Two adult Bible Class courses in my home church in 1997 and 1998 were entitled “Bible Science” and “The Cosmos Cries ‘Creator!’” I taught these classes where members explored in some depth the role of reason and revelation in the acquisition of faith, issues of design and fine tuning of the universe pointing to the Creator, and the integration of science and scripture.
Recently I found my handwritten notes retained from these classes. One entry caught my eye: “universe expanding but decelerating (negative acceleration)” Conventional wisdom at the time held that we lived in an expanding universe, but the expansion was decelerating. Many astronomers thought that the decelerating effect of gravity might eventually slow the expansion to zero and be followed by a “Big Crunch,”--the antithesis of the “Big Bang.”
In the early 20th century Albert Einstein thought our universe was changeless. Such a cosmos became known as the “steady state” universe. He introduced a “fudge factor” into his equations--a cosmological constant to account for a universe that did not contract under the influence of gravity as he felt it should. In 1929 Edwin Hubble showed the universe was expanding, the first suggestion that the Big Bang was the event which birthed the universe. Einstein later called the cosmological constant his worst blunder. There was no need for his fudge factor if the universe had begun with a Big Bang in the very distant past.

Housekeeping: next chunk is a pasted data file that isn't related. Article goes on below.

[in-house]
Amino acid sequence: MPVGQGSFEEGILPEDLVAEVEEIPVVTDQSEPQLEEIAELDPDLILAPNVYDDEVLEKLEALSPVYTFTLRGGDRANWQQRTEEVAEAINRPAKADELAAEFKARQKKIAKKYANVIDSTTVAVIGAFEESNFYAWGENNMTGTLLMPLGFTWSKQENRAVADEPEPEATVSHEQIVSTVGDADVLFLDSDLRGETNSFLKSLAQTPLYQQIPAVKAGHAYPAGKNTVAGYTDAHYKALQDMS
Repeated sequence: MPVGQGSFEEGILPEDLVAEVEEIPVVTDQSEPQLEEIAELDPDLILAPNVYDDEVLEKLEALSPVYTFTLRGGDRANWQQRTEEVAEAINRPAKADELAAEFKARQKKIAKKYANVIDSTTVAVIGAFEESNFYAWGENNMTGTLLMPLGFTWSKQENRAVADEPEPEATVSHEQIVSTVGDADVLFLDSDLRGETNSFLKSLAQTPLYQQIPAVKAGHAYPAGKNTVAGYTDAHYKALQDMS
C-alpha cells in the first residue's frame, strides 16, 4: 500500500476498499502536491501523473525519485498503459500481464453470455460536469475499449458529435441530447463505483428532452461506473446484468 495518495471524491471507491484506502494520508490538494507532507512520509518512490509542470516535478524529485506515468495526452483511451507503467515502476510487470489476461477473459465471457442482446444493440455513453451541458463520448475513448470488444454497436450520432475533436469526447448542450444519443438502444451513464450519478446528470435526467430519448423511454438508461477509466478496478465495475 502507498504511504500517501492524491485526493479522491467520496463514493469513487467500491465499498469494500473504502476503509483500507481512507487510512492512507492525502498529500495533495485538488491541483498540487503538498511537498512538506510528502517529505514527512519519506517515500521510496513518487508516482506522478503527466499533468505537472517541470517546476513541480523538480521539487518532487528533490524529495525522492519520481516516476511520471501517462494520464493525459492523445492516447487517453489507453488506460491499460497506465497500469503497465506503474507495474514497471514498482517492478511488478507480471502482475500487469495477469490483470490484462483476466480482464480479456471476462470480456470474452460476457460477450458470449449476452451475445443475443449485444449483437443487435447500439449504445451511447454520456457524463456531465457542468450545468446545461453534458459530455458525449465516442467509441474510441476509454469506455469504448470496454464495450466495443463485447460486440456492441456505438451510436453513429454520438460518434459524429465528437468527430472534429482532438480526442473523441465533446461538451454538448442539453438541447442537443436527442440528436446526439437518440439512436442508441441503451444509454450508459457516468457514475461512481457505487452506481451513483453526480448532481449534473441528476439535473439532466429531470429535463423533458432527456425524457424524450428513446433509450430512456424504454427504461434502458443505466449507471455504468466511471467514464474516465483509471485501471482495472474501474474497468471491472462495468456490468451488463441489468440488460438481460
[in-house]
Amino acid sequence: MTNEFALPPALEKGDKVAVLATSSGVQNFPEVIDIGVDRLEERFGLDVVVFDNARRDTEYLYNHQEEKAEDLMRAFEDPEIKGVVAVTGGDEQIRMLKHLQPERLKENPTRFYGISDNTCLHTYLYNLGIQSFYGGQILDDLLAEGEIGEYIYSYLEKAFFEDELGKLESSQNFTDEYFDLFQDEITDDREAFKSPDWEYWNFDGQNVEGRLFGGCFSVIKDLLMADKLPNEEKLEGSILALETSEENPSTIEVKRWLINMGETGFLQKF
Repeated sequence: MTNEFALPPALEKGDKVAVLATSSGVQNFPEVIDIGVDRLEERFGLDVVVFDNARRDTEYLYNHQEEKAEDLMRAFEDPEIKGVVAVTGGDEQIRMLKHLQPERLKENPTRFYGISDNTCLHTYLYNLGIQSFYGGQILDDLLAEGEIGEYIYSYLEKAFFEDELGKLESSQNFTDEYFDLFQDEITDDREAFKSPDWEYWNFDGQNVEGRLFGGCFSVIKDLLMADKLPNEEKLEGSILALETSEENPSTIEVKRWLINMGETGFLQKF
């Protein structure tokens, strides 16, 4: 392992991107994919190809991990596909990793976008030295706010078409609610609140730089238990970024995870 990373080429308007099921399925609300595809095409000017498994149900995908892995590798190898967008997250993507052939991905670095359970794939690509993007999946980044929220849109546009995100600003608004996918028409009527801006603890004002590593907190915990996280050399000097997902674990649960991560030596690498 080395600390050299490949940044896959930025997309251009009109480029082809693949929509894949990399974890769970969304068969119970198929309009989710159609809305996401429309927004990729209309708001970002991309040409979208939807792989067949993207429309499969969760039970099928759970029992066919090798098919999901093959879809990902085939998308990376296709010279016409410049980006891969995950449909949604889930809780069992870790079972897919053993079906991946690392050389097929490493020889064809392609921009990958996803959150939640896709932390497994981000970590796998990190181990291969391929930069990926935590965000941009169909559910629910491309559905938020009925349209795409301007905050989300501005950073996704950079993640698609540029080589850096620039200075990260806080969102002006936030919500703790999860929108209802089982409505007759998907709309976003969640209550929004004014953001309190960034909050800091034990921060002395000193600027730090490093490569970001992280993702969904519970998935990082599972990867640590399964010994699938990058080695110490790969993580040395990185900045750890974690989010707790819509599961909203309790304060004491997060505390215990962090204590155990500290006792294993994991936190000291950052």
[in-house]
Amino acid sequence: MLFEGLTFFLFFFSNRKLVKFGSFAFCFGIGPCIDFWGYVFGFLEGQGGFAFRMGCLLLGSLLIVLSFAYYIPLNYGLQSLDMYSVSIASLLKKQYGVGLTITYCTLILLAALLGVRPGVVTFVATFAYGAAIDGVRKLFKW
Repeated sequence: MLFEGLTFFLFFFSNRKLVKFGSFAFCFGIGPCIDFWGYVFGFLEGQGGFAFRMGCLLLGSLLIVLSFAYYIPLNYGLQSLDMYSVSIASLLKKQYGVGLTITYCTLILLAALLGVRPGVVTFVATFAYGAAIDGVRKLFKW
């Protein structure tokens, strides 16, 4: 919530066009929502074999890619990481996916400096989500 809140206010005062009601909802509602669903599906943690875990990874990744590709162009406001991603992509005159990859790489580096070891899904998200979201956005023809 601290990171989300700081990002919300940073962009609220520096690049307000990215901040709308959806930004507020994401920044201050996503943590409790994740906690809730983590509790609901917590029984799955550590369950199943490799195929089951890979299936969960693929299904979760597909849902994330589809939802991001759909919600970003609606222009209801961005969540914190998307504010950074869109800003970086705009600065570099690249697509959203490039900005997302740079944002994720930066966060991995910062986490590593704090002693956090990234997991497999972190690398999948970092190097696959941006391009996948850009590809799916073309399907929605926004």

Barely two months after I taught my class members the then-current belief in a slowing-expansion universe, I spotted a New York Times article on March 3, 1998 entitled, “Wary Astronomers Ponder an Accelerating Universe.” Observations of Type Ia supernovae indicated that the universe’s expansion rate was not decreasing, but actually increasing. This effect was due to the cosmological constant discarded eighty years earlier by Albert Einstein. A mysterious “dark energy” seems to be the cause.
I did not reassemble my class members to correct the error. Several years later, more clarity emerged in the cosmic picture. Most important was the news that the increased expansion rate from dark energy demanded a degree of fine tuning precision far greater than astronomers had previously thought in order for the universe to be life supporting. The fine tuning is on the order of a tiny fraction of the mass of an electron compared with the mass of the entire universe.
The history of the universe, its present existence, and the history of past and present life forms which inhabit it demand hundreds of incomprehensibly precise fine tuning parameters. Even atheistic astronomers acknowledge this fact. They insulate themselves from its reality by claiming theistic design proposals do not stand up to scientific scrutiny, because they have defined science as a purely naturalistic enterprise. Truth discovery, however, does not bow at the altar of changing philosophies of science.